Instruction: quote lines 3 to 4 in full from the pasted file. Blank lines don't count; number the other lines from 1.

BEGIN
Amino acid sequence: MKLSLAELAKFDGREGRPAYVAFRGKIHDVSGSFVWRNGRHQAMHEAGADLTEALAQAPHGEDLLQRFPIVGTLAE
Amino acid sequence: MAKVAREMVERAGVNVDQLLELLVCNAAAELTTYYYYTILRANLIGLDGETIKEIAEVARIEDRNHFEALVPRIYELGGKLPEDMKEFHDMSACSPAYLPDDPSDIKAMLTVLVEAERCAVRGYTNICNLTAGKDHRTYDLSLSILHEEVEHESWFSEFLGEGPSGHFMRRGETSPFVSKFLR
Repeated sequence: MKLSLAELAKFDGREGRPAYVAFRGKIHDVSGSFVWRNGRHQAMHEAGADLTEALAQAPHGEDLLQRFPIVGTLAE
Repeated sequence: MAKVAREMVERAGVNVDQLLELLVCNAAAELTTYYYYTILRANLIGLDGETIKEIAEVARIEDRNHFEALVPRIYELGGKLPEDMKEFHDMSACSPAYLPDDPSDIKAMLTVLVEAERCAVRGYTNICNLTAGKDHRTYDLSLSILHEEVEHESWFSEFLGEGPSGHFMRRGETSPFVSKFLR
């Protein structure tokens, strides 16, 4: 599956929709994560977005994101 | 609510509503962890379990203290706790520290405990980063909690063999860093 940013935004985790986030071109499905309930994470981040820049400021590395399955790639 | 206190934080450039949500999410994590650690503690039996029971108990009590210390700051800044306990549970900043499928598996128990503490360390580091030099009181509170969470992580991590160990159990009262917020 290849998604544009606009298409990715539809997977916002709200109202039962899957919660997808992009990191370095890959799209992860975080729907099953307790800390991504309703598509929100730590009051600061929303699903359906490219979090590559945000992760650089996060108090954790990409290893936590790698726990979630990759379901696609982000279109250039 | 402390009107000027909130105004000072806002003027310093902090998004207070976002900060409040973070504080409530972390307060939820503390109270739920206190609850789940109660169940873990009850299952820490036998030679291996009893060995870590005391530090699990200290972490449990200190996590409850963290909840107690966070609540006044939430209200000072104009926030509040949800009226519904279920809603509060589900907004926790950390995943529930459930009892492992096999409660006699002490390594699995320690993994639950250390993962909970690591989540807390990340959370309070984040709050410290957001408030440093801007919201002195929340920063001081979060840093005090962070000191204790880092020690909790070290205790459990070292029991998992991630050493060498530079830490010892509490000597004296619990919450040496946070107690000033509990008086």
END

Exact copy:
Repeated sequence: MKLSLAELAKFDGREGRPAYVAFRGKIHDVSGSFVWRNGRHQAMHEAGADLTEALAQAPHGEDLLQRFPIVGTLAE
Repeated sequence: MAKVAREMVERAGVNVDQLLELLVCNAAAELTTYYYYTILRANLIGLDGETIKEIAEVARIEDRNHFEALVPRIYELGGKLPEDMKEFHDMSACSPAYLPDDPSDIKAMLTVLVEAERCAVRGYTNICNLTAGKDHRTYDLSLSILHEEVEHESWFSEFLGEGPSGHFMRRGETSPFVSKFLR